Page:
Federal Reserve weighs creating digital cash that would allow direct transfers ...

Federal Reserve weighs creating digital cash that would allow direct transfers ...
Federal Reserve weighs creating digital cash that would allow direct transfers ...

The Federal Reserve has released a long-awaited paper weighing the pros and cons of creating a central bank digital currency (CBDC), a digital form of cash in your pocket.

The paper released on Thursday cautiously weighed the pros and cons of a digital dollar, and did not take a position on whether the central bank should pursue such a project.

A CBDC would differ in some key ways from the online and digital payments that millions of Americans already conduct. Those transactions are funneled through and between banks, which wouldn't be necessary with a digital dollar. 

Essentially, a CBDC would be a digital token with a direct claim on the central bank, in the same way that physical dollars are all 'Federal Reserve Notes' held by the bearer. 

Last year, China began testing its own CBDC, known as the digital RMB and e-CNY, which aims to be cheaper and faster than other forms of payment, and allows transactions to take place between two offline devices.

It raised concerns that the US needs to consider similar moves in order to remain the world's reserve currency.

The Federal Reserve has released a long-awaited paper weighing the pros and cons of creating a central bank digital currency. Fed Chair Jerome Powell is seen above

The Federal Reserve has released a long-awaited paper weighing the pros and cons of creating a central bank digital currency. Fed Chair Jerome Powell is seen above

Today, Federal Reserve notes (cash) are the only type of central bank money available to the general public. A CBDC would be a digital call on the central bank available to the public

Today, Federal Reserve notes (cash) are the only type of central bank money available to the general public. A CBDC would be a digital call on the central bank available to the public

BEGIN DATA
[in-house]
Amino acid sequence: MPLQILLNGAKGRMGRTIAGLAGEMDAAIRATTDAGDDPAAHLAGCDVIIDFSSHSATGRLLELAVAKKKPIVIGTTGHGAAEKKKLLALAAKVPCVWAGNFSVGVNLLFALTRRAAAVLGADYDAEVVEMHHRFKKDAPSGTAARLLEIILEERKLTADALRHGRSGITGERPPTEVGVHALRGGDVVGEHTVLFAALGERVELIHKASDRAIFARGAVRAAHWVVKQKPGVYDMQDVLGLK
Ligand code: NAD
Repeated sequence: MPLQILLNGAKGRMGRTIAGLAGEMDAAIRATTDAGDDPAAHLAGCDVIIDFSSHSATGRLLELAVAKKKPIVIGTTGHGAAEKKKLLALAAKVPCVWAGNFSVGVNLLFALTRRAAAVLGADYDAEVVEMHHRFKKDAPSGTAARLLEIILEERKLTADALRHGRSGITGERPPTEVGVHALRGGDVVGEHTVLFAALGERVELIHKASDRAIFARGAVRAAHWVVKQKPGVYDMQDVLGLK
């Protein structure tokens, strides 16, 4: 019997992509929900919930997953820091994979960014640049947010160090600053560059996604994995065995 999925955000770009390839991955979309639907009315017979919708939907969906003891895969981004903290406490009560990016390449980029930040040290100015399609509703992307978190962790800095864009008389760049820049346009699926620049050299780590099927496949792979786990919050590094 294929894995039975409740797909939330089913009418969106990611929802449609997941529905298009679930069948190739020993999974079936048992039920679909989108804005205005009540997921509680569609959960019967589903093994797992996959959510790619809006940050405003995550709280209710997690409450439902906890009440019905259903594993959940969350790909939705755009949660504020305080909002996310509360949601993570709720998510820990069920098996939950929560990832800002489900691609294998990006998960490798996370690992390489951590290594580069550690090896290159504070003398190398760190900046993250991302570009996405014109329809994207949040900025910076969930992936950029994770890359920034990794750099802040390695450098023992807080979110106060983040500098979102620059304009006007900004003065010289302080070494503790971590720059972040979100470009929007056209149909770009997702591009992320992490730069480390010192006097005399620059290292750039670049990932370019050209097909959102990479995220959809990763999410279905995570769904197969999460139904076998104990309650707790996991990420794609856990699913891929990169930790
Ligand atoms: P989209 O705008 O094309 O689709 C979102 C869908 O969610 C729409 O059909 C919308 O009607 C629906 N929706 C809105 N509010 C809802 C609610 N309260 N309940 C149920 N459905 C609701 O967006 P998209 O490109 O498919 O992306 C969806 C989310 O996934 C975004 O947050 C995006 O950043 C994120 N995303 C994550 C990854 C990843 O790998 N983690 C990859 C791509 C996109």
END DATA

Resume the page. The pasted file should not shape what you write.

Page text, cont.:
Though the concept of CBDCs was inspired by cryptocurrencies such as Bitcoin, there are key differences, and it is unlikely that a digital dollar would use distributed ledger technology such as blockchain.

The Fed paper tiptoes around a subject that has sparked hot debate inside the Fed's top ranks, even as other central banks across the globe are exploring the adoption of digital currencies.   

The Fed´s paper stressed that no final decisions about a US digital currency have been reached. 

But it suggested that a digital currency that 'would best serve the needs' of the nation would follow an 'intermediated model' under which banks or payment firms would create accounts or digital wallets. 

The Fed said it would not proceed with creating a CBDC 'without clear support from the executive branch and from Congress, ideally in the form of a specific authorizing law.' 

'While a CBDC could provide a safe, digital payment option for households and businesses as the payments system continues to evolve, and may result in faster payment options between countries, there may also be downsides,' Fed officials

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